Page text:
Broadcasters' Report Cries Foul on FCC Whitespace Auction Plans

If you search the U.S. Federal Communications Commission's National Broadband Plan for the word ‘femtocell’, you won’t get any results. According to the National Association of Broadcasters (NAB), that’s a worrisome sign. The FCC is convinced that there is a scarcity of spectrum for smartphones and other mobile devices, so they’re keen on pushing a bill, which would allow them to auction off some television broadcasters’ spectrum, as quickly as possible through the legislative process.

But in a study released last week, the NAB counters that the regulator should put the brakes on its auction plans, or at least round it out with some alternative approaches. The study argues that the FCC hasn’t taken into full account the capacity increasing powers of technologies like femtocells (which 70-80 percent of wireless carriers have said they plan to use), cognitive radio, better receiver standards, and spectrum sharing. And, says the NAB, the FCC hasn’t even done a proper accounting of how broadcast and wireless companies are using currently-licensed spectrum.

The NAB recently asked Uzoma Onyeije, who served as an FCC attorney in the wireless and wireline bureaus from 2001 to 2006, to conduct a study on how comprehensively the FCC has mapped the current state of licensed spectrum resources, and how significantly alternate ideas to increase spectrum capacity would affect spectrum availability. The Onyeije study evaluates the sources and assumptions that are behind the FCC’s declaration of a wireless spectrum crisis, and questions whether sufficient data gathering has been conducted on spectrum utilization. It’s reasonable to answer this, Onyeiji said, before legislation locks in on auctions as the number one way to meet wireless spectrum demand.

The lack of a sound spectrum inventory is turning out to be the crux of the NAB's concerns, potentially outweighing the absence of femtocells from the FCC playbook. Christopher Ornelas, Vice President and Chief Strategy Officer for the NAB, and Matthew Hussey, a former engineer and now an aide to Senator Olympia Snowe (Republican of Maine), argue that even a basic comprehensive inventory of spectrum availability and usage is nonexistent, at the FCC or elsewhere.

If no one is entirely sure how much broadcast spectrum is underutilized, they asked, then why is there a rush to hold auctions? Until spectrum utilization is quantified in a granular way, how can the best practice approach to future utilizations be decided?

The NAB insisted that such questions are not designed to simply stall incentive auctions, and, in fact, the trade group does not systemically oppose the auctions. The idea that wireless carriers have ever-growing spectrum requirements is not lost on NAB officials, and the association supports the FCC plan, provided that participation on the part of licensed television broadcasters is voluntary.

This caveat, however, may prove to be tricky. Television broadcaster CBS, for instance, has recently made it clear that it is uninterested in partaking in the auction, and will retain the full range of its currently-allotted spectrum. It will be interesting to see if other television networks follow suit. However, such a stand might not isolate them from the spectrum repackaging process altogether. Onyeije said that even if broadcasting companies choose not to partake in the auctions voluntarily, they still stand to have their spectrum shifted or replicated in a different space, which introduces the possibility of service disruptions.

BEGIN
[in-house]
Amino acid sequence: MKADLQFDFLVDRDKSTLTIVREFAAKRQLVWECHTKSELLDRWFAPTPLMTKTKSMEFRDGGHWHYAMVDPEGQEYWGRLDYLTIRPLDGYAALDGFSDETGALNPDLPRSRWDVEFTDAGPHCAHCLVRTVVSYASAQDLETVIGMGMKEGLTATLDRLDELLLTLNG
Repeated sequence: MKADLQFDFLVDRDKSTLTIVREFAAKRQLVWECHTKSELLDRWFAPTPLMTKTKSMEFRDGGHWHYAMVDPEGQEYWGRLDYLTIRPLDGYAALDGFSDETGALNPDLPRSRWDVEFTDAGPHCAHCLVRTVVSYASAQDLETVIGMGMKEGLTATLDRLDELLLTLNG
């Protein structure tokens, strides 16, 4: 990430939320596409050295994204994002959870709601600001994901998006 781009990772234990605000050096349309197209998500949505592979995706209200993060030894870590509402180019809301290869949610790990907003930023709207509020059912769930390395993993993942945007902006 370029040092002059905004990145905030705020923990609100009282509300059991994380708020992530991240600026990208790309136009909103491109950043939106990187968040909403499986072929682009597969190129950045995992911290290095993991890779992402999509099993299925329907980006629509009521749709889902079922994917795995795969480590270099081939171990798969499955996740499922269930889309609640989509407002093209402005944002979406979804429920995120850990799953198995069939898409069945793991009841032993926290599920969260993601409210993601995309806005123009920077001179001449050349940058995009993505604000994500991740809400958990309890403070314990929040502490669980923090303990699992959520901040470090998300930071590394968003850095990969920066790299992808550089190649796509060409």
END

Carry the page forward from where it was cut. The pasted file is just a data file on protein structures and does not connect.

But for now a voluntary auction may be the compromise – the companies pushing for immediate auctions are represented by over $1 trillion in revenue. And in March, 112 leading U.S. economists signed a letter to Congress endorsing voluntary incentive auctions for the spectrum. Holistic approaches to spectral efficiency will still happen, but in part include technologies that are still in pilot phases. Christopher Guttman-McCabe, Vice President of Regulatory Affairs for the CTIA (The Wireless Association), said that there’s a window for auctions now, and that requests to increase wireless spectrum should be addressed immediately if the exploding demand from the mobile marketplace is to be met.

Guttman-McCabe insisted that Onyeije’s critique is a delay tactic. Over two thousand companies -- even companies that are themselves developing alternate technologies to increase existing spectrum efficiency -- have requested auctions, he said.

For example, at the Mobile World Congress this year, Qualcomm demonstrated femtocell technology that led to substantial increases in network capacity, findings which the company also filed with the FCC last month. And, Guttman-McCabe said, Qualcomm is also an advocate for bringing more spectrum to wireless carriers.

Perhaps outside of Washington, diverse approaches to spectrum demand can exist harmoniously after all.

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